I thank Deputies Robert Dowds and Seán Kenny for raising this issue. As they will be aware, the Minister for Finance, Deputy Noonan, is in Brussels. I am taking this on his behalf.
I can assure the Deputies that the Government is most aware of the significant difficulties some homeowners are facing in meeting their mortgage obligations and it remains committed to intervening to advance measures to assist those mortgage holders who are experiencing real and genuine difficulty. Incidentally, I attended the Cabinet sub-committee meeting on this issue yesterday.
One of the key measures is the Central Bank's code of conduct on mortgage arrears, which applies to mortgage lending activities with borrowers in respect of their principal private residence in the State. Compliance with the code is mandatory for all mortgage lenders regulated by the Central Bank. The code provides a number of protections to borrowers. These include the establishment of a formal mortgage arrears resolution process, MARP, to deal with mortgage customers who are in arrears or in pre-arrears, the establishment of a dedicated appeals support unit and a separate internal appeals process by lenders to deal with individuals on a case-by-case basis.
The Central Bank has advised that as soon as a borrower goes into arrears, a lender must communicate promptly and clearly with the borrower to establish in the first instance why the repayment schedule, as per the mortgage contract, has not been adhered to. Lenders must proactively encourage borrowers to engage with them about financial difficulties which may prevent them from meeting their mortgage repayments. They must ensure that all communications about arrears and pre-arrears are provided to borrowers in a timely manner. All information relating to a lender's handling of arrears and pre-arrears cases must be presented to the borrower in a clear and consumer-friendly manner. The language used in communications must indicate a willingness to work with the borrower to address the situation and must be in plain English so that it is easily understood. Where possible, legal jargon must be avoided.
The House will be aware that on 13 March the Central Bank announced new measures to address mortgage arrears, including the publication of performance targets for the main mortgage banks for proposing and concluding sustainable solutions for borrowers who are in arrears for more than 90 days, and proposed changes to the code of conduct on mortgage arrears. As the regulator, the Central Bank's intention is now to require banks to proactively address significant mortgage arrears cases, for both private dwelling and buy-to-let mortgages, and, where appropriate, to propose durable and sustainable resolution measures. In determining whether a proposal constitutes a sustainable solution, the lender needs to evaluate both actual and prospective affordability as part of the borrower's affordability test as well as the capital implications for credit institutions in terms of their prudential responsibility to minimise losses.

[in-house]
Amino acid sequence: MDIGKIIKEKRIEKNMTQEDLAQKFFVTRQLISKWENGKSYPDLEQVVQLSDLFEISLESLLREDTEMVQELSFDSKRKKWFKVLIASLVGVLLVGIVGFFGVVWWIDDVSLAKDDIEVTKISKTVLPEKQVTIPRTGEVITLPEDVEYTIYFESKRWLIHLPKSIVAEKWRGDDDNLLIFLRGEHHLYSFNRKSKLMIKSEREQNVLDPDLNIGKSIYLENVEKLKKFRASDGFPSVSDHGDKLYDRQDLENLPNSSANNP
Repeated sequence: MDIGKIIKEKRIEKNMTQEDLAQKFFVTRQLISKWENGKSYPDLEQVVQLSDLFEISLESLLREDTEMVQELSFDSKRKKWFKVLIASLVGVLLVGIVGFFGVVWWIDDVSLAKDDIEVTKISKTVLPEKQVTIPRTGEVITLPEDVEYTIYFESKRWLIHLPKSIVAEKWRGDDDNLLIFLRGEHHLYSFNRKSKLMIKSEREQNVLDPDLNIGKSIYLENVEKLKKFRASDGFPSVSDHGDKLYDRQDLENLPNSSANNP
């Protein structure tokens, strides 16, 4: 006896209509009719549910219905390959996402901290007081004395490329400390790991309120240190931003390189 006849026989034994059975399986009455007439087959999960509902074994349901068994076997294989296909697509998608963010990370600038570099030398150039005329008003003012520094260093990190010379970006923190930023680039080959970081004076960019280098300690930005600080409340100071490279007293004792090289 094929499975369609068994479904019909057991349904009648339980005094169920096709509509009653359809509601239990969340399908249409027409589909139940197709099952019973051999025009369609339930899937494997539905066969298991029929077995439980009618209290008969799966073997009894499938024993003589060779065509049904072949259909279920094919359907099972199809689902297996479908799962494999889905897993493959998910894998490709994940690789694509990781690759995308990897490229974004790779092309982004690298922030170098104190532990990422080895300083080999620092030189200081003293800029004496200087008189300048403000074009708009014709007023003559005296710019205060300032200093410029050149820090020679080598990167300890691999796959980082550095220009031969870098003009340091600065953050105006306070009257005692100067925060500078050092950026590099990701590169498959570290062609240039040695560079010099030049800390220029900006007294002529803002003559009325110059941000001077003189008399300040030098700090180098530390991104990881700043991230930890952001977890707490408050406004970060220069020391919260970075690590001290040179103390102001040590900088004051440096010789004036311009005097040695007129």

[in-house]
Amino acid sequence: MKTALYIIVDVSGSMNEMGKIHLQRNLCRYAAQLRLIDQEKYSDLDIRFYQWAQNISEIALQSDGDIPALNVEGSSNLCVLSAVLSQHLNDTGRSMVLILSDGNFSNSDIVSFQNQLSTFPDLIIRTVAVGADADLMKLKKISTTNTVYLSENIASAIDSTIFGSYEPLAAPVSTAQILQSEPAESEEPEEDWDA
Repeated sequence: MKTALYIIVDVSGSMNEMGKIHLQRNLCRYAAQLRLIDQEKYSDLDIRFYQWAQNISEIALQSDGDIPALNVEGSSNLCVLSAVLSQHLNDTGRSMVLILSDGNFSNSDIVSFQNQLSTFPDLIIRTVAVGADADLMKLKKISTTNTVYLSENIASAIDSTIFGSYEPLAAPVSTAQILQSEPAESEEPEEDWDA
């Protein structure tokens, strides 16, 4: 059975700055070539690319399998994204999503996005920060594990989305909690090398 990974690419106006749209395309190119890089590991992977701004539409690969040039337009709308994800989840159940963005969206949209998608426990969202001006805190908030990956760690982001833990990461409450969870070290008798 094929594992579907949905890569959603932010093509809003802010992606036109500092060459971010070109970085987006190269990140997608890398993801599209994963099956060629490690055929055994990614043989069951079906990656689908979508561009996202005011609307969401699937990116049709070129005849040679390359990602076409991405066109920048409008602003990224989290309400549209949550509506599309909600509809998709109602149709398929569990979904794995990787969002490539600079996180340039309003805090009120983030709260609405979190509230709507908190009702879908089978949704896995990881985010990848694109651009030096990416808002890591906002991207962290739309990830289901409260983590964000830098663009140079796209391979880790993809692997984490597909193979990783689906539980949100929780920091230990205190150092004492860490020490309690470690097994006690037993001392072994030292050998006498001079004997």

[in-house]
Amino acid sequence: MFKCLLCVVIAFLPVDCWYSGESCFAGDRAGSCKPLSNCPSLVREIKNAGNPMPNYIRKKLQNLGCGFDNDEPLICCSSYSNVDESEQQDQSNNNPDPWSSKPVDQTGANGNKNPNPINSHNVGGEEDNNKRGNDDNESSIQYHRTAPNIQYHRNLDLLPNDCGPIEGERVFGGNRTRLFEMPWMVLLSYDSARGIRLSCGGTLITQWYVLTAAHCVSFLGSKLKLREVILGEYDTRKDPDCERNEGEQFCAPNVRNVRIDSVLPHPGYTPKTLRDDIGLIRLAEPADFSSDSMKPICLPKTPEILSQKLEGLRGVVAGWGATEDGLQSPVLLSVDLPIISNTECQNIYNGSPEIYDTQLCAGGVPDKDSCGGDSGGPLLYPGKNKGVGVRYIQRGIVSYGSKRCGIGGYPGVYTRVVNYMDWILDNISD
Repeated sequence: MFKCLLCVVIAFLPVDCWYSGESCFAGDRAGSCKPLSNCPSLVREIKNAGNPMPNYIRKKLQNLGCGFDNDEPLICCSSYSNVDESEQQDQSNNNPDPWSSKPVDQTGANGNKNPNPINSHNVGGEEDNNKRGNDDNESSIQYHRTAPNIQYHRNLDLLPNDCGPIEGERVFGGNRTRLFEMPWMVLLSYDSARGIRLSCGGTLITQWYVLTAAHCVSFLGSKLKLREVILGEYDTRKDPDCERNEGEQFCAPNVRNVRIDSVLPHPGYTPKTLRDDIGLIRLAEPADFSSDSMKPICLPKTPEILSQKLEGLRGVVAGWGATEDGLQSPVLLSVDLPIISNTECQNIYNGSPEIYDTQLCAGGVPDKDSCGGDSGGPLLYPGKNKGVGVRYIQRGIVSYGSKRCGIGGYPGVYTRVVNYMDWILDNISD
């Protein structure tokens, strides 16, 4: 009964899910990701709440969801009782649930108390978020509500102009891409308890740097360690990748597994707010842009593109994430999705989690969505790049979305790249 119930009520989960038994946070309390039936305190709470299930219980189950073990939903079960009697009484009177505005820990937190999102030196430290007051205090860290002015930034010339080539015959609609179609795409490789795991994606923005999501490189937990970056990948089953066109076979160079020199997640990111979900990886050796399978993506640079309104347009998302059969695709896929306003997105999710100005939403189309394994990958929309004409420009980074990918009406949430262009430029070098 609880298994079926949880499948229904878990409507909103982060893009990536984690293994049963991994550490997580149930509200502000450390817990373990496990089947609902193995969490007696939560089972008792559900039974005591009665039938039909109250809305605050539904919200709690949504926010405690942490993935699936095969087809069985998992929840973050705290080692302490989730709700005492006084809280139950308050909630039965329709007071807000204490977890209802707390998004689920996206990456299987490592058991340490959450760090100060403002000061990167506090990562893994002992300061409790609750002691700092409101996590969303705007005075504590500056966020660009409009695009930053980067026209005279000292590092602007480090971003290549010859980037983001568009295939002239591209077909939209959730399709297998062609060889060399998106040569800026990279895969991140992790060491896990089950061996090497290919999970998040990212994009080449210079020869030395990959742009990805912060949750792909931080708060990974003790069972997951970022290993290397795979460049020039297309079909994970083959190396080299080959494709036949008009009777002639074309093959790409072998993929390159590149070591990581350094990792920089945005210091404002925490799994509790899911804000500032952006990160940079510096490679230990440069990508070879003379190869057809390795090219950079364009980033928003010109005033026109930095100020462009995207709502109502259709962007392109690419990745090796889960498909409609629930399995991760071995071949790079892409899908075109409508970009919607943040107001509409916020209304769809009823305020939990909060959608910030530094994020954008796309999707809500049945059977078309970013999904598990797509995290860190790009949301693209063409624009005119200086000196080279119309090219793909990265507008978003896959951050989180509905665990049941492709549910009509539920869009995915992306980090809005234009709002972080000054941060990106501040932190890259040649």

While the Central Bank is not mandating any particular model of restructuring and while sustainable solutions will be arrived at on a case-by-case basis, there are some fundamental principles that must be respected. First, the affordability assessment of the borrower needs to be based on his or her current and prospective future servicing capacity for all borrowings, and assumed prospective future increases in the debt-servicing ability of the borrower must be credible and conservative. In addition, lenders need to apply a realistic valuation of the borrower's assets, particularly his or her property. This also applies to any assumption of asset price appreciation as well as the estimated costs relating to a potential foreclosure of the property. Finally, lenders need to use an appropriate interest rate when discounting future income flows, which should take account of the lender's cost of funds. The Central Bank will assess compliance with these principles in its supervisory audit of compliance with the targets, including thorough analysis of a sample of modifications. Performance targets have been set for the following institutions: ACC Bank, AIB, Bank of Ireland, KBC Bank Ireland, Permanent TSB and Ulster Bank. These institutions cover the vast majority of the mortgage book in Ireland, accounting for nine out of ten of mortgages held. The Central Bank continues to engage with all mortgage lenders to ensure adequate mortgage arrears resolution strategies are in place.
As I mentioned, the Central Bank is also currently reviewing the code of conduct on mortgage arrears. The intention of this review is to strengthen the existing protections, where necessary, including improving transparency for borrowers, while also ensuring that the resolution of arrears cases is facilitated. Issues considered as part of the review, and on which views were sought in the Central Bank's consultation paper, include new safeguards to ensure borrowers are given sufficient warning before being classified as non-co-operating; changes to the contact levels permitted while ensuring consumers are not subject to harassment; transparency on resolution options so borrowers have a full understanding before making a decision; and consideration of whether there is merit in allowing a lender to move a borrower in arrears off a tracker rate where the lender has offered an alternative arrangement which is more advantageous in the long term.
It is expected-----